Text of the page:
Australians visit a World Vision supported school in Cambodia during an Overseas Experiences trip.
Hope can be defined as “to believe, desire or trust”.
Recently I visited the Killing Fields just outside Phnom Penh in Cambodia with a group of World Vision supporters. I’ve visited the Killing Fields before, yet the inhumanity of humanity, never ceases to touch me. After 90 minutes the group got in tuk tuks and made our way to the old S21 Prison, a high school that the Khmer Rouge had turned into a place of torture.
Over the last few years I’ve come to love Cambodia and her people. So as I looked at the photos of each person who had been tortured, I felt an incredible sadness and despair descend upon me, and I no longer wanted to continue the tour. I sat on some steps outside and waited for the group to finish. As we head towards the exit we pass a stall where one of a handful of survivors of this “hell on earth” sit and sell his book.
I wonder how Bou Meng at 72 years of age can come to this place day after day. I purchase his book even though I don’t want to read it. Searching for hope, I ask through a translator how Bou Meng finds the strength to come here every day and whether he has found a way to forgive those who inflicted such pain and death. Bou Meng responds with a question of his own, asking if my family was tortured and killed would I be able to forgive, and I know from his eyes and tone that he has not. “No” I answer reluctantly, and it seems what I thought my last chance to find hope amongst such despair vanishes into the humid air.
Below the surface, this despair sits with me. In truth, I don’t want to give it up. I don’t want to forget the beautiful faces of Cambodian children whose photos were displayed in S21. I reflect on how in the minute way, this personal despair must mirror modern Cambodian society. Smiling faces, hiding the immense grief and pain of their loss.
The following day we visited World Visions Hope & Peace program and an informal school located on an old rubbish dump. Here I see a light in the eyes of these primary age children, a sense of value and potential in a community that lives off rubbish; the discarded, the unwanted. The schools young teacher continues to battle against financial pressure and family expectations, committing himself to these children. I have found the hope I am desperately searching for.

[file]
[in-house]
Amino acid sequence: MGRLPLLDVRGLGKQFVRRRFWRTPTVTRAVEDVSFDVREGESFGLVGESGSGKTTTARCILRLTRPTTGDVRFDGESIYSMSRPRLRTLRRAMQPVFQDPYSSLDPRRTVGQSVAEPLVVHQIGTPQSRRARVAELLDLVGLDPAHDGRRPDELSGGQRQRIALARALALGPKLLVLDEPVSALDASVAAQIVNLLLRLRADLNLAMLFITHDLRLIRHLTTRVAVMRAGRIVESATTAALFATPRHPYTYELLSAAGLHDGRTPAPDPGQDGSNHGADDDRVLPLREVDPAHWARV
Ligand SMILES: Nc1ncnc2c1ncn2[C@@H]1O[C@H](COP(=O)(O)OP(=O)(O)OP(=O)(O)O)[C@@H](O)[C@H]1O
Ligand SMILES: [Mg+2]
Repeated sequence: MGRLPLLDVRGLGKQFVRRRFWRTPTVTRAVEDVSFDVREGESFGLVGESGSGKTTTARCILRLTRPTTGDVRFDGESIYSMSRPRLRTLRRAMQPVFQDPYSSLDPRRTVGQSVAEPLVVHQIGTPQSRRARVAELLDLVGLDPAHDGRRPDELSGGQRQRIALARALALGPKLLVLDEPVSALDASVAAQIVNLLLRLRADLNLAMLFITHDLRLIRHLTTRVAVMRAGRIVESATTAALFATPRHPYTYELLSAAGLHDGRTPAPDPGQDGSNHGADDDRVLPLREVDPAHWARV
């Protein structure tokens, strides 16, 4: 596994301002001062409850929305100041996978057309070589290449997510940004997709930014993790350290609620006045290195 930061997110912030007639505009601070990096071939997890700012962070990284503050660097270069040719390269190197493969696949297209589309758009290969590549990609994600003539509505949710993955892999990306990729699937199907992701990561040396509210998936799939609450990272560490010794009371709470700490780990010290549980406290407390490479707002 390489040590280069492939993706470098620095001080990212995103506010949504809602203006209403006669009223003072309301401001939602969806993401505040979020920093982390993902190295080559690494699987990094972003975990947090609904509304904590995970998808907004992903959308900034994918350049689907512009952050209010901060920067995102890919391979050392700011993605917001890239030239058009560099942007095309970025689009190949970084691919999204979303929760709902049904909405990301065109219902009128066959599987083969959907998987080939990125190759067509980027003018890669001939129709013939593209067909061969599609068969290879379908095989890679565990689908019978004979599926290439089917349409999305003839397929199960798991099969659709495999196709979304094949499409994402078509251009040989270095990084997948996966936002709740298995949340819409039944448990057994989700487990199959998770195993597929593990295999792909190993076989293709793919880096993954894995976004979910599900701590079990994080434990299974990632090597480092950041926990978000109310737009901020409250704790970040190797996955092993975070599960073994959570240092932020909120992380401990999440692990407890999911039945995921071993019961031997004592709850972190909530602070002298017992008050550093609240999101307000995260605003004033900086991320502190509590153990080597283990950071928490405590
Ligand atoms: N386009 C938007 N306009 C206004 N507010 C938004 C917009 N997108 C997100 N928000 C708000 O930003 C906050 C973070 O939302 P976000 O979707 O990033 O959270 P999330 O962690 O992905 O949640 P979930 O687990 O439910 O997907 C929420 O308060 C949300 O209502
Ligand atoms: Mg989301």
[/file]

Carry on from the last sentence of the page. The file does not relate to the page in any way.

A few days later we arrive in a World Vision program near Battambang. This is a new project and last time we’d visited many in the group felt it was hard to see any transformation and new life. Yet barely five months after the previous visit, we arrive to clear strategies, news and evidence of a flourishing Youth movement and growing World Vision community impact.
Faith has been defined as believing though you cannot see. I’m inspired by the faith of this World Vision Cambodia team who battle harsh conditions and live away from their family for most of the week in faith that the hope they sow will produce results. This project in rural Battambang restored my faith.
It sounds clichéd but “love has been all around me” on this program through Cambodia. From the innocent love of little children, the care and nurturing love of parents, to youth and adults making significant sacrifices to advance their communities, to the participants on this trip who have formed close bonds, but most importantly given so much of themselves to those they have met.
And that’s what I will take away from World Vision’s Overseas Experiences program to Cambodia. Hope crushed, yet restored. Lives committed in faith that better days lie ahead for Cambodia’s children. And the powers of love to cross any divide.
You can see World Vision’s work in the field through our Overseas Experiences program. Take a look at the full list of trips in 2015 today.